[Page 52] AND he keeps possession of that precious reward purchased for the whole body of human nature by him the head, and so will bring all his members where he himself is at the time appointed, then the whole harvest will be collected into that heavenly garner, where the first fruits went formerly, to make way, even a free and open passage for us the whole harvest, into that blessed place, where we are told there are many mansions, but we ourselves as individuals are not yet actually entered into that e­ternal inheritance to which we are now heirs, and therefore we have literally as individuals, a secure title in him who is the covenant of the people, the everlasting covenant, that is already fulfill'd and perfect, and so can never be broken, that co­venant which we are not only told, is well ordered, but is also sure, therefore this eternal life is the gift of God; our title is by promise, it is by grace, St. Paul tells us, to the end that the promise might be sure to all the seed—but if it was not by grace but a promise by our works, it would be sure to none of the seed, because they all sin.

I THINK that I have opened my way, and made it clear to the business immediately before me; at least it appears to me so—and I hope it does or will appear so to you who hear me.

THE business immediately before us is, to show that the gift of God which is eternal life; i. e. our sure title to it is in Christ Jesus our Lord. And that I may do this to the best advantage, I will enter upon it in two ways.

FIRST negatively, that this eternal life or title to it which is the gift of God cannot possibly be any where out of Christ, and then show, secondly, how this gift of eternal life our title to eternal blessed­ness is in Christ; but first negatively, that our title [Page 53]cannot, possibly be any where out of Christ, let us search a little: but where shall we look? look to God says one, but the sure word of prophecy tells that God was in Christ reconciling the world to him­self, not imputing their trespasses unto them—why not imputing them? because Christ took them away, so that the first attempt to run away from Christ, we have run into him—God was in Christ —and we don't read of his being out of him since; but let us once consider things that are not, as tho' they were—let us consider the divine nature as not united with the human: well where shall we look for our life in God, distinct from the man Je­sus? —What shall we look to in God, shall we look to his justice? justice won't clear the guilty, it con­demns us; shall we look to goodness for mercy? mercy cannot oppose justice, for God is one: he is not opposed to himself, his truth is concerned in the matter, that justice should have its course— Shall we look to wisdom? it cannot be the wisdom of God to exercise one attribute in opposition to ano­ther. If justice condemns us, no one of his attri­butes will oppose justice, how does he save us by grace or mercy at all then? he saves us in Jesus, who suffered the demands of justice; so that jus­tice and mercy are united in him and go hand in hand, consequently we can find no God our saviour out of Christ.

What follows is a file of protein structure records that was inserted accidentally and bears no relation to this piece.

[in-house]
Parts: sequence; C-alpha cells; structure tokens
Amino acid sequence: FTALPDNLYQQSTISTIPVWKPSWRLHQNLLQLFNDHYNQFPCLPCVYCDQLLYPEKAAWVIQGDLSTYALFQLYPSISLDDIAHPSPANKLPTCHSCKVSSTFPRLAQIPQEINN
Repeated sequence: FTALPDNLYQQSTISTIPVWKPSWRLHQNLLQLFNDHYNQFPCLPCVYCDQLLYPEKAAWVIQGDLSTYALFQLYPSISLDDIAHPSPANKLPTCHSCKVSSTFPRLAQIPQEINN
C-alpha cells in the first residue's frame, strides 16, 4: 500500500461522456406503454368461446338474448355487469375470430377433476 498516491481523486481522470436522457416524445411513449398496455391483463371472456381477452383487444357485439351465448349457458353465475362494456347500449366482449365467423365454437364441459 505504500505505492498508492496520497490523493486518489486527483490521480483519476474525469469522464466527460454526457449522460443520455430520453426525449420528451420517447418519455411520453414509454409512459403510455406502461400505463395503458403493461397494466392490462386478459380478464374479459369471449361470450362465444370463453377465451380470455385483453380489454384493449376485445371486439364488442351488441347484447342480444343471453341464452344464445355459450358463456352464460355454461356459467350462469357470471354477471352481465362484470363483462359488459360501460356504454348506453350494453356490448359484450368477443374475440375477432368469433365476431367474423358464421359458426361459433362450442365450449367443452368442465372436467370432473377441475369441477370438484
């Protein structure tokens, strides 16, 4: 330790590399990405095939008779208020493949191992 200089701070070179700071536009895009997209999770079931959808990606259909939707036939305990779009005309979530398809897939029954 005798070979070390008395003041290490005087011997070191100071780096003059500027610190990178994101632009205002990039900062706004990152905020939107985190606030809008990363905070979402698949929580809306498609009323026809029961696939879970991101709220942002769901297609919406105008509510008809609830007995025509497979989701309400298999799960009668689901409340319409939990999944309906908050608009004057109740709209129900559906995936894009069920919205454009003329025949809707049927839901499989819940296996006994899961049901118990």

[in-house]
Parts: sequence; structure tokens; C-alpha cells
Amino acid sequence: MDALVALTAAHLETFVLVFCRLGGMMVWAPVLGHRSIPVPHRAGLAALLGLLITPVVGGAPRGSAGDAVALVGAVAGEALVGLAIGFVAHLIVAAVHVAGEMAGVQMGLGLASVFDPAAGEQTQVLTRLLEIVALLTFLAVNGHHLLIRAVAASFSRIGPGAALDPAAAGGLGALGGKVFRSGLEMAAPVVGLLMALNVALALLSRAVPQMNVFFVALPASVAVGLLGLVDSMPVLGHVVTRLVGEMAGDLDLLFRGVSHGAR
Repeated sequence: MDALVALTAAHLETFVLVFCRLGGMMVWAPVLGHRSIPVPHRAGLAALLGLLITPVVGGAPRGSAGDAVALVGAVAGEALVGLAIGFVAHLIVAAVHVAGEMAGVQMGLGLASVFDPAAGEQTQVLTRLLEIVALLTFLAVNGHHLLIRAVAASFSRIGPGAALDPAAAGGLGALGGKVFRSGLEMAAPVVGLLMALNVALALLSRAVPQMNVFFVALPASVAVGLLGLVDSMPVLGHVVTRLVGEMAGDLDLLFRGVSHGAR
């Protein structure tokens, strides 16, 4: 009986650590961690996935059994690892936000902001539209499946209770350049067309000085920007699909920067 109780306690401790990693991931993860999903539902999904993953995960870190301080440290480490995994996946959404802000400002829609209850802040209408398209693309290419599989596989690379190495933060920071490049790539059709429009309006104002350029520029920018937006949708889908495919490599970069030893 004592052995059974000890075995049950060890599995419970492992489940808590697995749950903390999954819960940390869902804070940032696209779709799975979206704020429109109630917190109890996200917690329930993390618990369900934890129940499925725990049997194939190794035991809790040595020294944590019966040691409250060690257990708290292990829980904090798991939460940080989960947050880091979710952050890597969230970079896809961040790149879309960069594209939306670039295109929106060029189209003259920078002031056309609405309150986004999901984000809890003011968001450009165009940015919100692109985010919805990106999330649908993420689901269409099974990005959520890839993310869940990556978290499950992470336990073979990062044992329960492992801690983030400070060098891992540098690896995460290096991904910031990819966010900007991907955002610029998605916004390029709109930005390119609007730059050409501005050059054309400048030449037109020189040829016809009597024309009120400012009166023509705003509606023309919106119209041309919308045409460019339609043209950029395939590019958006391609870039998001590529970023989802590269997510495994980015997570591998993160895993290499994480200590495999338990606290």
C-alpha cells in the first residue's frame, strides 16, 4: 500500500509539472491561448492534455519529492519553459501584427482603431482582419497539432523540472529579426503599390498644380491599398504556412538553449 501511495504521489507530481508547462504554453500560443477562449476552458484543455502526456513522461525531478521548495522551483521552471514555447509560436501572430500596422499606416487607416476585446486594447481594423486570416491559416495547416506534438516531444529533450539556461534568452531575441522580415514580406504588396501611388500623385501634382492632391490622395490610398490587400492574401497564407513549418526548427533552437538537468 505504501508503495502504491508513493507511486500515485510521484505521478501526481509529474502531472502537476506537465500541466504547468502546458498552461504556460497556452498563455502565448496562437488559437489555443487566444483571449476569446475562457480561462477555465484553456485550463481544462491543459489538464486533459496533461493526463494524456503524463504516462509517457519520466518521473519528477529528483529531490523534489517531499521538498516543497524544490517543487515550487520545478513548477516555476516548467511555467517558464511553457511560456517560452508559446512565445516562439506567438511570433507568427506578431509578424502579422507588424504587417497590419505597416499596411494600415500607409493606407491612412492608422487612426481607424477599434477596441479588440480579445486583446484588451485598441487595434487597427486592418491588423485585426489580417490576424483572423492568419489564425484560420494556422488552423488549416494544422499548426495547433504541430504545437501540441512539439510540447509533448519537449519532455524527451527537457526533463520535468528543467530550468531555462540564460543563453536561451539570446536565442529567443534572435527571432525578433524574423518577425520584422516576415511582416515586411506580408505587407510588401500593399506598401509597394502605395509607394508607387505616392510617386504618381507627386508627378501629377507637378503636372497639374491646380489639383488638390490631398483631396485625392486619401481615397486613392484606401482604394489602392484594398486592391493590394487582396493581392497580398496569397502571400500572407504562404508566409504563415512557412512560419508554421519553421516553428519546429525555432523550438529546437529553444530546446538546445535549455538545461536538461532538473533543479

WELL then, shall we look to ourselves for a title to life? we are sinners and the wages of Sin is Death: shall we look to the law of God—that cur­ses every one that continues not in all things written in it to do them. That as a ministration of Death, shall we look to the scriptures for life—they testify of Jesus: shall we look to the gospel in particular, that knows nothing save Jesus Christ and him cru­cified: [Page 54]Shall we look where else, to any name out of Christ, or sect, or denomination of religion, any where possibly to be found that promises life or salvation out of him. But there is no o­ther name given under heaven, among men, whereby we must be saved. Well then, it is ne­cessary at last to look to Christ for life, since we cannot find it any where out of him—but can we find our life in Christ? yes, there it is to be found, blessed be God, God hath given to us eternal life and this life is in his son.